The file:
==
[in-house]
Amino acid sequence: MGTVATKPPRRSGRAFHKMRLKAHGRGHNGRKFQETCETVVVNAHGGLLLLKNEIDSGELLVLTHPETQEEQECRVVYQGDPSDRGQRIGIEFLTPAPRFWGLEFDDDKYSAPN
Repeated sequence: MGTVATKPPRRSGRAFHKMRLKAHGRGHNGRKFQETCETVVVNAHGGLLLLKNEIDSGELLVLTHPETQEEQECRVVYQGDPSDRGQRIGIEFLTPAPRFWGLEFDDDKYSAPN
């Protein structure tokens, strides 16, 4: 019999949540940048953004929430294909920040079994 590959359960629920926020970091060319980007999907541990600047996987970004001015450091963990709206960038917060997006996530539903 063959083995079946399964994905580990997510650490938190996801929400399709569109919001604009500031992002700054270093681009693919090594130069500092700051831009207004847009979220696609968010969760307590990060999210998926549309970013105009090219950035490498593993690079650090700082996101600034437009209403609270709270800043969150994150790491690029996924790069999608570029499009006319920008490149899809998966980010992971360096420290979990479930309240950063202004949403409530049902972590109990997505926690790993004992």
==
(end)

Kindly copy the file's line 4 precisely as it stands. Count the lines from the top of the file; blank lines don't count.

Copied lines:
């Protein structure tokens, strides 16, 4: 019999949540940048953004929430294909920040079994 590959359960629920926020970091060319980007999907541990600047996987970004001015450091963990709206960038917060997006996530539903 063959083995079946399964994905580990997510650490938190996801929400399709569109919001604009500031992002700054270093681009693919090594130069500092700051831009207004847009979220696609968010969760307590990060999210998926549309970013105009090219950035490498593993690079650090700082996101600034437009209403609270709270800043969150994150790491690029996924790069999608570029499009006319920008490149899809998966980010992971360096420290979990479930309240950063202004949403409530049902972590109990997505926690790993004992």